This kind of confusion is one example among a broader category involving the graphical conflation between ⺼(肉) and 月 and the Taiwan Ministry of Education's (MoE) near-monopoly on typefaces for Traditional Chinese Characters combined with the MoE's insistence on introducing written features to printed (now digital) characters.
(Block) printing was invented in the Han Dynasty and has been around for around 1800 years. As a result, Chinese characters have always had at least two different aesthetic standards - that is, those surrounding printed characters and those surrounding written characters. To be brief, handwritten characters (including obscure variants you sometimes see in calligraphy) contain more ancient and etymologically correct features, whereas printed characters emphasise graphical balance, sometimes at the cost of these etymological features.
Characters which contain the simplified flesh component ⺼ were correctly handwritten this way, that is, with the inner two strokes not horizontal (although this non-horizontal rule was commonly not obeyed over the course of history), whereas characters which contain the moon component 月 were always handwritten with straight strokes. Contrast this to the printed form, where these two were always traditionally nigh-indistinguishable:
Excerpt from the History of Ming (明史). Note the circled characters; the
月 in 明 and ⺼ in 肥 are indistinguishable.
Most of the time, there is no confusion, as 月 as a semantic component to do with moon is overwhelmingly found on the right hand side, where characters with the flesh component do not usually put ⺼ on the right hand side. On the rare case that there is potential for confusion, at least someone in history has erred in some official document somewhere, which then sets a precedence for two easily confuse-able characters to be interchanged. This should answer your first statement ('They seem to be interchangeable').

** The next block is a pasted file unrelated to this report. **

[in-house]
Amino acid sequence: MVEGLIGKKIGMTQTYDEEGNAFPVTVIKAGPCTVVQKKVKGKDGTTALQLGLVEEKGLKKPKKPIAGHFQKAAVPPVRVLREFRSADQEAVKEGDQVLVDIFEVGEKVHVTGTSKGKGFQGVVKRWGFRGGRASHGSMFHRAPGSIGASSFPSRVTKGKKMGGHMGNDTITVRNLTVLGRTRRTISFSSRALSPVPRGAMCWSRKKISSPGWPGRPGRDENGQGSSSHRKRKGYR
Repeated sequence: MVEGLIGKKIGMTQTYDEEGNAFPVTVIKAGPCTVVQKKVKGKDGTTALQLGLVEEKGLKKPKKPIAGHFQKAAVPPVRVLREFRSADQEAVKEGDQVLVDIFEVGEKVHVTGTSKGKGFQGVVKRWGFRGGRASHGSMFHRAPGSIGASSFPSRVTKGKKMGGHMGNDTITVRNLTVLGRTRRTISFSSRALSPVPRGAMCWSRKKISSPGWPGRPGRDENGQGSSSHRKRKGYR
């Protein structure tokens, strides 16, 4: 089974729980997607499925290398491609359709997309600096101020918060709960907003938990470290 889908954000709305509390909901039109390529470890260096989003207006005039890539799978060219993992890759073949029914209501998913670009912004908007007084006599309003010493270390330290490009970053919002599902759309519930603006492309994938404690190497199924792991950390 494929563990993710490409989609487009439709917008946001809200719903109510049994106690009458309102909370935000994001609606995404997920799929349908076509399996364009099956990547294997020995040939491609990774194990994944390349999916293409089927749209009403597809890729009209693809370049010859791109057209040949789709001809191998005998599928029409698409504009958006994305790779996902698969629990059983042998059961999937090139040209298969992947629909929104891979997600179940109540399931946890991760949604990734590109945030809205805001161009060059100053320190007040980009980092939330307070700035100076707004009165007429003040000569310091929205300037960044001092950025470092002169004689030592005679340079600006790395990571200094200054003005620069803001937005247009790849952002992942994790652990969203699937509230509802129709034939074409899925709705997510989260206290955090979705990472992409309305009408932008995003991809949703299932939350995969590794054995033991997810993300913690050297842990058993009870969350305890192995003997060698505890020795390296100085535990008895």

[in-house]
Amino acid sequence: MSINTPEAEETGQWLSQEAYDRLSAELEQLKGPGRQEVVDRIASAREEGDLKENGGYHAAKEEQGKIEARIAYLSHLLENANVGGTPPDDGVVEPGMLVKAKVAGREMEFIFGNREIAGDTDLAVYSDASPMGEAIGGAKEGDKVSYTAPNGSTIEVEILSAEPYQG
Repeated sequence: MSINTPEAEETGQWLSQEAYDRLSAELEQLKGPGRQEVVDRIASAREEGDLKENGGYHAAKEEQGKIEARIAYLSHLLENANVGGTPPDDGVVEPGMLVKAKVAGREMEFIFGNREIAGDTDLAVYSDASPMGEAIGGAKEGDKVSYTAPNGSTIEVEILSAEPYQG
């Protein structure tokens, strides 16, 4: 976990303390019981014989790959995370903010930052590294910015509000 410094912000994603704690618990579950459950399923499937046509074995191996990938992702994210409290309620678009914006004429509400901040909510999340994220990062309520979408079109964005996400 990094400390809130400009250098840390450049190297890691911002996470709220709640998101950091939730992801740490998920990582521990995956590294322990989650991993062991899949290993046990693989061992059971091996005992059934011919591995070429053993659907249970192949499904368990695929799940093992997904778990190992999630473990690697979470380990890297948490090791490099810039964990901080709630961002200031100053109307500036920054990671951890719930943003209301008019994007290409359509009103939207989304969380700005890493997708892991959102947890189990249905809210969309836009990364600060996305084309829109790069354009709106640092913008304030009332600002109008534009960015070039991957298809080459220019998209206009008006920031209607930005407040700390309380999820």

In contrast to Japan, which maintained the tradition of keeping the aesthetics of the printed and written forms separately, both the PRC and the ROC (Taiwan) have instituted reforms which bring the printed form 'closer' to the written form. The new character forms in Mainland China are called 新字形, and Taiwan's MoE made an official promulgated list of characters in 1982 (see 常用國字標準字體表) and a revision in 1998 (for a brief overview of the final standard in Taiwan, see 國字標準字體). The Mainland's 新字形 left the printed non-difference between ⺼ and 月 untouched but merged separate characters which originally contained ⺼ or 月 in the same position (all other parts of the character being the same), while Taiwan's 國字標準字體 forced ⺼ to look like the traditional handwritten version. Note that Unicode references the Taiwan MoE's standard in their standardisation of Traditional Chinese character glyphs; Taiwan's treatment of printed forms has not been without criticisms, and there has been at least one incident involving an official Microsoft Packaged font (MingLiu); see this.
The difference in policy between China, Taiwan, and Japan explains why
- The PRC is more likely to treat and even print those two characters identically and list two definitions under the one merged character;
- The ROC is more likely to treat them as two different characters;
- Pleco treats the one with 月 as the simplified form of the one with ⺼, because Taiwan is the biggest player in setting the standard on 'Traditional Chinese Characters', and has insisted on creating a separate character with ⺼;
- The Japanese treatment of these characters (see 朘 and 脧) has the left component appearing almost identical. However, they are not considered variants in Japan, and are listed under two entries.